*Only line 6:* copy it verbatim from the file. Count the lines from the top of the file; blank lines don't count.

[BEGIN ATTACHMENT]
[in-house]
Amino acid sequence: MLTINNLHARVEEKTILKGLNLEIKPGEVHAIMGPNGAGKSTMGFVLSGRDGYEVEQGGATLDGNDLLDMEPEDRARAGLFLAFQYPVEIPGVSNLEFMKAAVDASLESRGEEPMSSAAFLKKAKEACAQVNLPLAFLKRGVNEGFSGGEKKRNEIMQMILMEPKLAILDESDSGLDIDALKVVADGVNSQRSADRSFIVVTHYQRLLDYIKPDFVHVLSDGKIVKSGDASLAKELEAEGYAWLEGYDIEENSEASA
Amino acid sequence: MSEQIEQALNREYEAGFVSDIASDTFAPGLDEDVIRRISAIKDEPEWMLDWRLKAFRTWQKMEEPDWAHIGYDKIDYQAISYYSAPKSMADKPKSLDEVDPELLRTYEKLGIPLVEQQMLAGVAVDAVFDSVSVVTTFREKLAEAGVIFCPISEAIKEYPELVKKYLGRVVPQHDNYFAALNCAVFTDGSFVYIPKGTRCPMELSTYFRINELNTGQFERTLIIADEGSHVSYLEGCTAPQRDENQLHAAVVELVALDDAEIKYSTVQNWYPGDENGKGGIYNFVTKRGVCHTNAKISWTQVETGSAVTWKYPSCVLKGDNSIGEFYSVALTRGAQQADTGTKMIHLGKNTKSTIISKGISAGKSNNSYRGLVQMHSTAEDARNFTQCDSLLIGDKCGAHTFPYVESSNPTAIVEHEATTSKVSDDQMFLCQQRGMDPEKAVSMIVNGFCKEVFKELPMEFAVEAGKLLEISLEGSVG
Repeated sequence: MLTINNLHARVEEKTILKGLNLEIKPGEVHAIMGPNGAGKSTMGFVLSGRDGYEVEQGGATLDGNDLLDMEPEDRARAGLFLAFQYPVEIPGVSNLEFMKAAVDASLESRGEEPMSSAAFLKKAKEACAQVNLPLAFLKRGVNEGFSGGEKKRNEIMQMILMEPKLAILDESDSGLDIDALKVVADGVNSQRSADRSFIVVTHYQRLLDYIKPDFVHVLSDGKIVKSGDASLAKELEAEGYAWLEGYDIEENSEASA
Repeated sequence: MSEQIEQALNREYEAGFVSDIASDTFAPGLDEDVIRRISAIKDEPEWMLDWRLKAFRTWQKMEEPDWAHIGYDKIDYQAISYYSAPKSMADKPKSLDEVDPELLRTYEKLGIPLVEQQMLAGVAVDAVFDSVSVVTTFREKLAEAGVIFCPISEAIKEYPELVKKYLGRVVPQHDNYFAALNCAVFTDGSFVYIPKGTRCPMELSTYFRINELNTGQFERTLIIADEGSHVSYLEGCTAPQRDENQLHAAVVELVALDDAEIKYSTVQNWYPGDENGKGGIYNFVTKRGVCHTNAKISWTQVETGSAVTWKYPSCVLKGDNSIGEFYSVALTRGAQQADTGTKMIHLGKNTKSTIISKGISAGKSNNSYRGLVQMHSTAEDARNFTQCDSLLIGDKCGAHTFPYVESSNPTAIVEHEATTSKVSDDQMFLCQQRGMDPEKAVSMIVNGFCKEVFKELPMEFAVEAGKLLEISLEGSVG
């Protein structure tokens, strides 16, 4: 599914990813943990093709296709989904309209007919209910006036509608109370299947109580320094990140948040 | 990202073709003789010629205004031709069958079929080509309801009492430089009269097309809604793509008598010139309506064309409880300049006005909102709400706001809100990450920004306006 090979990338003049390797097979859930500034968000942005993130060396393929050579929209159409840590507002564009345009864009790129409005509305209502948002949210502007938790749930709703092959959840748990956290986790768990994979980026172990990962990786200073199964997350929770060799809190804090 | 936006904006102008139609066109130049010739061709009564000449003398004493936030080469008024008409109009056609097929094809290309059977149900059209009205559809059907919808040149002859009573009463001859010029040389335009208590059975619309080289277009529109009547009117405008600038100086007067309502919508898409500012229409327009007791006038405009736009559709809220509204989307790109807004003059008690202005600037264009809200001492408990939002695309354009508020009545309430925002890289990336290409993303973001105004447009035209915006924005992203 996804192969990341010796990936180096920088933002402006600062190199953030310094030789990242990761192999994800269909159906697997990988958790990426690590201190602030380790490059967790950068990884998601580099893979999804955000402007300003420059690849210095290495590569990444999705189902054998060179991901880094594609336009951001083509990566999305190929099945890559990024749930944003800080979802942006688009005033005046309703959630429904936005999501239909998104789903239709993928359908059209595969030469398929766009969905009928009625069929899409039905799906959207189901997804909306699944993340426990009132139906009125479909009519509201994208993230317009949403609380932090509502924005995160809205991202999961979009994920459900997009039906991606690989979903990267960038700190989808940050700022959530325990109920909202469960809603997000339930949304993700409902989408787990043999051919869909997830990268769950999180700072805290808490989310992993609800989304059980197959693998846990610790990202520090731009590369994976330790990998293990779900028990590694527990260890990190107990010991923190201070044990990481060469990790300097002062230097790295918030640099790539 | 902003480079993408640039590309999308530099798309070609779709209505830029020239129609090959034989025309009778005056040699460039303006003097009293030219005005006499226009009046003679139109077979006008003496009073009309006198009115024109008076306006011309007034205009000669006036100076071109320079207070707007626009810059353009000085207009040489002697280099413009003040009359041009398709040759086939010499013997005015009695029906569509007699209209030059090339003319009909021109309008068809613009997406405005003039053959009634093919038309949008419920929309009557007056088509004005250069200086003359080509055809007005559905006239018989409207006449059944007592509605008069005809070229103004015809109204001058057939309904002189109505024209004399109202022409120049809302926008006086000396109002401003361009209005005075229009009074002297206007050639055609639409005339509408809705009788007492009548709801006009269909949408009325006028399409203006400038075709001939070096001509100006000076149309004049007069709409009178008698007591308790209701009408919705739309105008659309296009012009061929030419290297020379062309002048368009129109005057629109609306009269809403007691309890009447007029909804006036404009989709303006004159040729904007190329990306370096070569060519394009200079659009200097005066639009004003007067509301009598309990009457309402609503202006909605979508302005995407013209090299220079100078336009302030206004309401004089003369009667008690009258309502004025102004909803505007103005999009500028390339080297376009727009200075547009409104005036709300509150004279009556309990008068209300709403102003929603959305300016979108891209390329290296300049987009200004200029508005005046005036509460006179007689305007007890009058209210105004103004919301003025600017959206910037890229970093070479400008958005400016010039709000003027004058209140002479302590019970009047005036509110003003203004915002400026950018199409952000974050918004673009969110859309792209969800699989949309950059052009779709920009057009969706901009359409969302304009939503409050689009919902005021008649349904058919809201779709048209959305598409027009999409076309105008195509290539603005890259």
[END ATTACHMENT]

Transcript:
């Protein structure tokens, strides 16, 4: 599914990813943990093709296709989904309209007919209910006036509608109370299947109580320094990140948040 | 990202073709003789010629205004031709069958079929080509309801009492430089009269097309809604793509008598010139309506064309409880300049006005909102709400706001809100990450920004306006 090979990338003049390797097979859930500034968000942005993130060396393929050579929209159409840590507002564009345009864009790129409005509305209502948002949210502007938790749930709703092959959840748990956290986790768990994979980026172990990962990786200073199964997350929770060799809190804090 | 936006904006102008139609066109130049010739061709009564000449003398004493936030080469008024008409109009056609097929094809290309059977149900059209009205559809059907919808040149002859009573009463001859010029040389335009208590059975619309080289277009529109009547009117405008600038100086007067309502919508898409500012229409327009007791006038405009736009559709809220509204989307790109807004003059008690202005600037264009809200001492408990939002695309354009508020009545309430925002890289990336290409993303973001105004447009035209915006924005992203 996804192969990341010796990936180096920088933002402006600062190199953030310094030789990242990761192999994800269909159906697997990988958790990426690590201190602030380790490059967790950068990884998601580099893979999804955000402007300003420059690849210095290495590569990444999705189902054998060179991901880094594609336009951001083509990566999305190929099945890559990024749930944003800080979802942006688009005033005046309703959630429904936005999501239909998104789903239709993928359908059209595969030469398929766009969905009928009625069929899409039905799906959207189901997804909306699944993340426990009132139906009125479909009519509201994208993230317009949403609380932090509502924005995160809205991202999961979009994920459900997009039906991606690989979903990267960038700190989808940050700022959530325990109920909202469960809603997000339930949304993700409902989408787990043999051919869909997830990268769950999180700072805290808490989310992993609800989304059980197959693998846990610790990202520090731009590369994976330790990998293990779900028990590694527990260890990190107990010991923190201070044990990481060469990790300097002062230097790295918030640099790539 | 902003480079993408640039590309999308530099798309070609779709209505830029020239129609090959034989025309009778005056040699460039303006003097009293030219005005006499226009009046003679139109077979006008003496009073009309006198009115024109008076306006011309007034205009000669006036100076071109320079207070707007626009810059353009000085207009040489002697280099413009003040009359041009398709040759086939010499013997005015009695029906569509007699209209030059090339003319009909021109309008068809613009997406405005003039053959009634093919038309949008419920929309009557007056088509004005250069200086003359080509055809007005559905006239018989409207006449059944007592509605008069005809070229103004015809109204001058057939309904002189109505024209004399109202022409120049809302926008006086000396109002401003361009209005005075229009009074002297206007050639055609639409005339509408809705009788007492009548709801006009269909949408009325006028399409203006400038075709001939070096001509100006000076149309004049007069709409009178008698007591308790209701009408919705739309105008659309296009012009061929030419290297020379062309002048368009129109005057629109609306009269809403007691309890009447007029909804006036404009989709303006004159040729904007190329990306370096070569060519394009200079659009200097005066639009004003007067509301009598309990009457309402609503202006909605979508302005995407013209090299220079100078336009302030206004309401004089003369009667008690009258309502004025102004909803505007103005999009500028390339080297376009727009200075547009409104005036709300509150004279009556309990008068209300709403102003929603959305300016979108891209390329290296300049987009200004200029508005005046005036509460006179007689305007007890009058209210105004103004919301003025600017959206910037890229970093070479400008958005400016010039709000003027004058209140002479302590019970009047005036509110003003203004915002400026950018199409952000974050918004673009969110859309792209969800699989949309950059052009779709920009057009969706901009359409969302304009939503409050689009919902005021008649349904058919809201779709048209959305598409027009999409076309105008195509290539603005890259």